Preparing this dinner was not easy. It was probably not very wise to make it during the kitchen hellnovation, but I was craving a nicer meal to make our Sunday evening feel special. It can be very stressful to be in a house undergoing renovation, so having a slightly fancier meal seemed like a good idea. However, what used to be a kitchen is now an almost empty space with no finished floors or appliances. We are lucky to be able to keep the fridge turned on in our garage, and to have improvised two cooking areas: one in the laundry room, another in our enclosed patio. Still, pantry items are in boxes, a few dishes are piled in the dining room for our daily use, a few pans at close reach, but not that many. I wish you could see a video of me preparing this meal. Actually, I am very glad there is no video documenting the process. It involved me dashing a few times across rooms, forgetting that some passages are blocked by heavy plastic. It involved a mildly twisted ankle while balancing scallops on a baking dish and “almost” losing them all to a floor covered in rough concrete bits. It also involved a scorched pan, but the pea puree, even after subjected to torture tasted absolutely awesome! So, allow me to share with you one of the toughest meals I prepared in the past year, a recipe that I first saw on a favorite food blog of mine, Taste Food. Yes, I cooked from Lynda’s blog before…
SEA SCALLOPS WITH GINGERED PEA PUREE AND CILANTRO GREMOLATA
(adapted from Taste Food)
for the scallops:
12 sea scallops
salt and pepper to taste
sprinkle of Mycryo
for the pea puree:
2 cups shelled English peas
1 tablespoon freshly grated ginger
2 tablespoons extra-virgin olive oil
2 tablespoons freshly squeezed lemon juice
freshly ground black pepper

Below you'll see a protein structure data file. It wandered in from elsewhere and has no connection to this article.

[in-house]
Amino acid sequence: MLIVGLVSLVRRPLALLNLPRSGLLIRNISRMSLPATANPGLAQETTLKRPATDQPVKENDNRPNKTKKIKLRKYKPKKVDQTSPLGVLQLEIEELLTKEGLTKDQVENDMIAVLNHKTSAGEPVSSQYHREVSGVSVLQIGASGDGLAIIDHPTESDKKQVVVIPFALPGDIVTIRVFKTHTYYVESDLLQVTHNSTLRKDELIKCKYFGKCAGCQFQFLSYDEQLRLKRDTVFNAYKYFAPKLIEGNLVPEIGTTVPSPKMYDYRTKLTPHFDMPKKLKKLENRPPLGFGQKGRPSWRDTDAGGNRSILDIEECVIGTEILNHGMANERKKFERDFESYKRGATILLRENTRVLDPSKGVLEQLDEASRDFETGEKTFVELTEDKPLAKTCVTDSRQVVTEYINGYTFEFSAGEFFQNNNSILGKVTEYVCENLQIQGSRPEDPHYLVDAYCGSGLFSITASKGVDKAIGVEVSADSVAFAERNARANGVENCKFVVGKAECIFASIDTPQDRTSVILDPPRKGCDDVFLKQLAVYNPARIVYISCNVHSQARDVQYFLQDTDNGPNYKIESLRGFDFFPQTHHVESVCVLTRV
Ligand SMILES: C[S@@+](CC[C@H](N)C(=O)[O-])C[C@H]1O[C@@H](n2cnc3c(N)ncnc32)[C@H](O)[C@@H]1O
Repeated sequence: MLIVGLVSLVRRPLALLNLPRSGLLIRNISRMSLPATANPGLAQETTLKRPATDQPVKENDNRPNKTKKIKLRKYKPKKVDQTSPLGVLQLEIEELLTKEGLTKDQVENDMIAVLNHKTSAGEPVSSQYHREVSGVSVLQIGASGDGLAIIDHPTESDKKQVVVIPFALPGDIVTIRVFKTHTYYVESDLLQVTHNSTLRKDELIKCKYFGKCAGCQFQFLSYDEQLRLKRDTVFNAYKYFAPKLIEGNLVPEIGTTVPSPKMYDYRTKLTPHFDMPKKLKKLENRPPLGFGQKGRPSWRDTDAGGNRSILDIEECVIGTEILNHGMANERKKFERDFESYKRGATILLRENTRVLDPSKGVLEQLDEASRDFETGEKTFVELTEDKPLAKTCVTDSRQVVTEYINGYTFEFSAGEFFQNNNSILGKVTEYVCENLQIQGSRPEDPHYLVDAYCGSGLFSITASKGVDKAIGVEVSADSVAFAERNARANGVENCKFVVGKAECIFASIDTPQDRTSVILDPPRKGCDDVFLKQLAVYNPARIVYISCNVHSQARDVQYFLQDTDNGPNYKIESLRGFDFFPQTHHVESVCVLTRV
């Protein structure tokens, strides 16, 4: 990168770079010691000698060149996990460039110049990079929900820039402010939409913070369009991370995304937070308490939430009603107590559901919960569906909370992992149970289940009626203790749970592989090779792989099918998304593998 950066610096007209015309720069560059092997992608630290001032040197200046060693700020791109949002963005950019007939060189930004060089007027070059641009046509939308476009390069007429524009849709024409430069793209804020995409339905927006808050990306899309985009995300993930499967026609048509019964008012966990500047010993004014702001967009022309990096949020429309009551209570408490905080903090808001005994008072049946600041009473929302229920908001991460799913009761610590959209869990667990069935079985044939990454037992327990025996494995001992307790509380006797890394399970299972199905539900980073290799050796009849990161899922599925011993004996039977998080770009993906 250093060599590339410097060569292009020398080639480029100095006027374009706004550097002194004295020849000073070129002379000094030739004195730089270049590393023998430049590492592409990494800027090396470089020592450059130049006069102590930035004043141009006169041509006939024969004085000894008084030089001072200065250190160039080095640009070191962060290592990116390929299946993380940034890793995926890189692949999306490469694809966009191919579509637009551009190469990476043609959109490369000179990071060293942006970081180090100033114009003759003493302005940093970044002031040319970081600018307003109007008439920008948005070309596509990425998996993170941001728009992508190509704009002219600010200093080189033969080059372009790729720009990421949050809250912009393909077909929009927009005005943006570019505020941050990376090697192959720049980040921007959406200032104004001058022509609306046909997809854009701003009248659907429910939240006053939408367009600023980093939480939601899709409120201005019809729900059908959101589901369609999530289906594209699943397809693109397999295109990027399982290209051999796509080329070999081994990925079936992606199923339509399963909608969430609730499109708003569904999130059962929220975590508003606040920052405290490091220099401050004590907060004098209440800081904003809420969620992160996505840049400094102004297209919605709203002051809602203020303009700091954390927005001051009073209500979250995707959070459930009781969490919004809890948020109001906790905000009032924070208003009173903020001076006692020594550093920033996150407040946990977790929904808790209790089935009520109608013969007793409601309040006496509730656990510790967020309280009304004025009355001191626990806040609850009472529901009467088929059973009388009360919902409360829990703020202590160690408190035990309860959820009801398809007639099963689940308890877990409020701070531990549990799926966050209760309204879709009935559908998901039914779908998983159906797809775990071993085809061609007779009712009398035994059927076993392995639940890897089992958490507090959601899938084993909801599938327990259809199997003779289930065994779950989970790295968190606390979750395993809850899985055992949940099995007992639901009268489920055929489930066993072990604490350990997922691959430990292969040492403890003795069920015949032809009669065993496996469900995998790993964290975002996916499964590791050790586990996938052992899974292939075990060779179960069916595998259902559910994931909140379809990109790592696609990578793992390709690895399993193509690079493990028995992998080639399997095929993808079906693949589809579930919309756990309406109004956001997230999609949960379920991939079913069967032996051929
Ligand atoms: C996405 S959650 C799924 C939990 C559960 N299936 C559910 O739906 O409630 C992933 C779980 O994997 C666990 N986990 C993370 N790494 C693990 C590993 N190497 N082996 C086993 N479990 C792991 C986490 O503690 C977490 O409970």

pinch of cayenne
for the gremolata:
1 cup cilantro leaves, chopped
1 garlic clove, minced
2 tablespoons finely grated lemon zest
1/2 teaspoon salt
1/2 teaspoon freshly ground black pepper
Make the gremolata by combining the cilantro, garlic, lemon zest, salt and pepper in a small bowl. Set aside.
Bring 4 cups water to a boil in a large saucepan. Add 2 teaspoons salt and the peas. Cook until peas are tender. Remove from heat and drain peas, reserving 1 cup cooking liquid.
Combine peas, ginger, olive oil, lemon juice, 1 teaspoon salt, 1 teaspoon black pepper and cayenne in bowl of food processor. Purée until smooth. Add some of the reserved water (approximately 1/4 cup) to thin to desired consistency; the purée should not be too thin. Discard remaining water. Transfer purée to a bowl and keep warm. Pat scallops dry and sprinkle all over with salt and pepper. Add a sprinkle of Mycryo right before cooking. Heat a non-stick skillet over medium-high heat. Add half of the scallops, taking care not to overcrowd the pan. Cook, turning once, until brown on both sides and just cooked through, about 4 minutes. Transfer to plate and keep warm. Repeat with remaining scallops. No need to add any oil to the pan, just the sprinkle of Mycryo will be enough.
To assemble, spoon pea purée on serving plates. Top with scallops. Sprinkle scallops and purée with gremolata. Serve immediately.
to print the recipe, click here
Comments: Mycryo is a great product with a poorly chosen name, if you ask me. The word - Mycryo – makes me think of tears, sadness, despair. But that could not be farther from the truth: they gave sea scallops THE most perfect brown ever, even though they were prepared in THE most rudimentary cooking conditions available to a cook (the Drama Queen says hello). I even conducted a small experiment by preparing two batches of sea scallops. One cost a small fortune, they were the ultra-special, huge dry sea scallops. The other was a frozen type that while thawing released a gallon of white milky liquid. No bueno. With a light sprinkle of Mycryo (and no oil added to the non-stick pan), all scallops browned like a Brazilian under the tropical sun! We could not tell the difference in texture or taste between the two types, which was quite amazing to me. Great product! You can order here, they shipped very quickly, contrary to what I heard from customers who got it through amazon.com.
The pea puree competed heavily with the scallops to win the spotlight of this meal. Bright flavor with the ginger and just a slight heat from the cayenne. Lynda really came up with a perfectly balanced side dish.
I close this post with a little snapshot of our laundry room. In one side we installed the induction cooktop + microwave. On the other side, where we do have a large sink, we stuffed together the coffee machine, coffee grinder, and our beloved Penguin Sodastream. It’s cozy in there, folks. Cozy.
ONE YEAR AGO: Mediterranean Skewers with Balsamic Dressing
TWO YEARS AGO: Five Grain Sourdough Bread
THREE YEARS AGO: The Nano-Kitchen
FOUR YEARS AGO: Kaiser Rolls